weather forecasts with added background sounds deeply annoying, therefore they worked, awakened me to respond. The answer is to go back in time,remember WWll? "this is the BBC news with Alvar Liddell reading it". I am not joking. Keep to a small number of forecasters, do not keep changing them, allow them to develop a responsive relationship with their listeners,give them more time, discourage 'gabbling'[ there is a lot of it about], decrease the power or rather interference from your 'prods';if you want to see how weather forecasting has gone horribly wrong then watch BBC TV!

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  • 21. At 7:10pm on 16 Sep 2009, ppaprika wrote:

    BRILLIANT!!!! I loved it! Laughed out loud, it was real British humour!!!
    Living in France one of the things I miss here!!!
    I suppose it could get a bit monotonous, but tonight 'twas a TREAT!!!
    THANK YOU!!!!

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  • 22. At 7:32pm on 16 Sep 2009, Lady_Sue wrote:

    I'm with everyone who says the 'shipping forecast' version is by far the best to date. My son commented that the 'background sound' version tonight was pretentious. I found it distracting and a little bit silly. As someone queried above, what does sunshine sound like?

    This 'investigation' has been most interesting. I had not realised just how many other people were flummoxed/bored with the weather forecast and how universal a need for change is. Brilliant of PM to have highlighted this and I very much look forward to the programme pioneering a new approach which, I'm sure, every sensible radio listener will tune into at the appropriate time each evening.

    Now all that's required is a witty name for it. How about 'the flipping forecast'?

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  • 23. At 7:46pm on 16 Sep 2009, vlendank wrote:

    if the weather presenter making the broadcast speaks clearly and sounds interested in the material being broadcast the listeners are more likely to pay attention and to remember what is said than if those simple( and fairly obvious ) rules are not followed. There should be no need for additional aids.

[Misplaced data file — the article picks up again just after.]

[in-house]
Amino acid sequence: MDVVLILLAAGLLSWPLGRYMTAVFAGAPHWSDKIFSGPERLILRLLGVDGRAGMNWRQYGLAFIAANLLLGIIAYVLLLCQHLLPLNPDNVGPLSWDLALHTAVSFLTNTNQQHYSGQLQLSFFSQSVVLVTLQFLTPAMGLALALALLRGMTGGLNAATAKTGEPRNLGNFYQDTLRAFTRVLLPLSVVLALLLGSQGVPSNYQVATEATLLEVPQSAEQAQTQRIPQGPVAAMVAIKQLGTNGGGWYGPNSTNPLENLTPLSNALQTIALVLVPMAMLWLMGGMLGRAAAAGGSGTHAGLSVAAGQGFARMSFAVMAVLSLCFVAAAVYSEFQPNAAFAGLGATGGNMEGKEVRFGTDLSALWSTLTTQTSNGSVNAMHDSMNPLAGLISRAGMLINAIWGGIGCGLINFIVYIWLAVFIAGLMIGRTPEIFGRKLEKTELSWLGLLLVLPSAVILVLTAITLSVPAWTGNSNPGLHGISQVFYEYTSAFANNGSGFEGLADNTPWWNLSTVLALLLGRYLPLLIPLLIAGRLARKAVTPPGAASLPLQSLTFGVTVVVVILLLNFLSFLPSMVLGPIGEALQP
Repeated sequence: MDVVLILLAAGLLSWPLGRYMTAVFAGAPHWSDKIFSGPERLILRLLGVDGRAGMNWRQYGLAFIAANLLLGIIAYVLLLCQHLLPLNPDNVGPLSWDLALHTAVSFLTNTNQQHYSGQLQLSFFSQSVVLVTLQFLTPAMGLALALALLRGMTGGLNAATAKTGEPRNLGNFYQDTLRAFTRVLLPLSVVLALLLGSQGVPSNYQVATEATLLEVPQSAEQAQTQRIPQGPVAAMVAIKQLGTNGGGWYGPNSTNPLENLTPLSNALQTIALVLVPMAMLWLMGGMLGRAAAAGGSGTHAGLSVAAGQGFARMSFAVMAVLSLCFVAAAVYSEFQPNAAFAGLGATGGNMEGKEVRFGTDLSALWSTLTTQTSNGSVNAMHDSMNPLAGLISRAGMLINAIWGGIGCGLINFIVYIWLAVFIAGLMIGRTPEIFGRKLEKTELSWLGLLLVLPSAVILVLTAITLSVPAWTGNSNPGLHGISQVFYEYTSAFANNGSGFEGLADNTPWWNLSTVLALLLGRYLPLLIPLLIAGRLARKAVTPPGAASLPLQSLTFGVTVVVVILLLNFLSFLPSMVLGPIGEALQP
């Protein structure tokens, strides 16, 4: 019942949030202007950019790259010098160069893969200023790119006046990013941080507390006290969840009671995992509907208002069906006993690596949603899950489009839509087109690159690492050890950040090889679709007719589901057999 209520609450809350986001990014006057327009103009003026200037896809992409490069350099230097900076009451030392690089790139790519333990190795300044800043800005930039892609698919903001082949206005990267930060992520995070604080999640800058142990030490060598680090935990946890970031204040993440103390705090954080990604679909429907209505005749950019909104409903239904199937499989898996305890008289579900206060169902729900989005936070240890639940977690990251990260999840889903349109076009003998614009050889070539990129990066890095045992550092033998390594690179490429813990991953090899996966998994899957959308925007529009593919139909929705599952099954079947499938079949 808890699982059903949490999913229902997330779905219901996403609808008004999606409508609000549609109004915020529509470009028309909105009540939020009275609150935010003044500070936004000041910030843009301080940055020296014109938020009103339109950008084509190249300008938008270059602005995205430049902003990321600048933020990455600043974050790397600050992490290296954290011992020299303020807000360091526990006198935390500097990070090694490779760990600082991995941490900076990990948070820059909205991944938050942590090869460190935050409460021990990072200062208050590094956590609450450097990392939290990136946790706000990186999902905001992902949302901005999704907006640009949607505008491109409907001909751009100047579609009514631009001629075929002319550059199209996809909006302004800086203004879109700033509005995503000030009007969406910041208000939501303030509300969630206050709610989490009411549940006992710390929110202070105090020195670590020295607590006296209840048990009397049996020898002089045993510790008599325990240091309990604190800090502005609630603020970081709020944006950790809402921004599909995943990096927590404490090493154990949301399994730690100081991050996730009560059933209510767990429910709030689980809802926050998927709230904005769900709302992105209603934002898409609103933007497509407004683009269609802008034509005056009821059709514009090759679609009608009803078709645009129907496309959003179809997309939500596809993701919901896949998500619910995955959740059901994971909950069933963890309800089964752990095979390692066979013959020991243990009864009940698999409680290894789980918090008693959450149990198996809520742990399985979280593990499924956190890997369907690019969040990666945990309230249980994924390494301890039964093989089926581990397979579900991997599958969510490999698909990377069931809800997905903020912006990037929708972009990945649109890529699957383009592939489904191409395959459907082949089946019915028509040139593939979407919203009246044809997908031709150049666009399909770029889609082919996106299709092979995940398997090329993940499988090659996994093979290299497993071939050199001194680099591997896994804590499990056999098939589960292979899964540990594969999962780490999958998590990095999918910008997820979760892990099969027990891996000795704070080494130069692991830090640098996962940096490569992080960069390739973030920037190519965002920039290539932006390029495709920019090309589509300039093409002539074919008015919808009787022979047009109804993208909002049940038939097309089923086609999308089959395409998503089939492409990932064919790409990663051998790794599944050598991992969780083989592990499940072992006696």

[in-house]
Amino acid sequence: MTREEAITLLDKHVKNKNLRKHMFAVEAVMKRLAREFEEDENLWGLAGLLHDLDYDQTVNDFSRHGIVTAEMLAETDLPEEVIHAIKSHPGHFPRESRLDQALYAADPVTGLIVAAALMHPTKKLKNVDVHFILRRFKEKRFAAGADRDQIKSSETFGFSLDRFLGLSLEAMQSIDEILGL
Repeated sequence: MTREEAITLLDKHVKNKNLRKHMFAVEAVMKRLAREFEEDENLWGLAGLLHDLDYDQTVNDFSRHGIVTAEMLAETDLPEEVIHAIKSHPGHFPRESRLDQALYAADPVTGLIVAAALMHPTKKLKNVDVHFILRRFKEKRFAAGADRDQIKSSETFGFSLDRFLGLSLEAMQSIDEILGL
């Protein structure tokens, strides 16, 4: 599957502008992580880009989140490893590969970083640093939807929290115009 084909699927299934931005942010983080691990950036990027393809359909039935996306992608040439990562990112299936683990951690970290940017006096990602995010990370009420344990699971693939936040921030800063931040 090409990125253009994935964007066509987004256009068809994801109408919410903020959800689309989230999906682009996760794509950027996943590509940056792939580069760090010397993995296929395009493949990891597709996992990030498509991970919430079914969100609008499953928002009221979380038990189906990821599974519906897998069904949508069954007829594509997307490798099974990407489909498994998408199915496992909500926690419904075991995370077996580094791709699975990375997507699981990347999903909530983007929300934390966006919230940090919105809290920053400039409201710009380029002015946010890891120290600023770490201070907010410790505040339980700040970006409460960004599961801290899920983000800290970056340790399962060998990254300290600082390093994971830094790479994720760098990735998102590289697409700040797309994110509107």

Some local BBC radio weather forecasts take the form of interviews with
    the weather forecaster and are interrupted by facetious and annoying comments from the BBC host .

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  • 24. At 7:47pm on 16 Sep 2009, 198kHz wrote:

    "Sonificaton of weather data"? The description is almost as bad as the realisation.

    Please stop being silly and just institute the 'shipping' style.

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  • 25. At 7:50pm on 16 Sep 2009, Domain Rider wrote:

    I enjoyed the 'sonified' weather forecast, and, with a bit of tweaking, it might help those (such as the elderly who have difficulty following and remembering the details).

    However, I'm with those who feel that the 'shipping forecast' version is the ideal - it should be simple, clear, and consistent. If you can introduce appropriate, non-distracting sounds, then well and good.

    But please, no more 'sunshine good, rain bad, dress-up warm' forecasts. I don't need a weather person to tell me what to think of the weather, only to tell me what it's likely to be.

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  • 26. At 9:03pm on 16 Sep 2009, Humph wrote:

    I must say that I do not know what 11C sounds like. I do not know what 16C or 28C sound like, either. I probably would not be able to distinguish the different sounds for the different temperatures and, apart from dry/wet, I think that temperature is the most important thing to learn from the forecast for "what do I need for the day?" decisions. I also do not know what the sound of me blowing my nose has to do with "Fog".


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  • 27. At 10:11pm on 16 Sep 2009, scherb wrote:

    The BBC already has the clearest form of weather communication in the shipping forecast so why not copy the formula. Split the UK into a number of areas, give them memorable names, then always give the weather in the same order and the same format, eg. temperature, rain or not, cloudy or clear. Put the areas on the website and pretty soon everyone will know which weather area they live in and will listen for it during the forecast. Simples!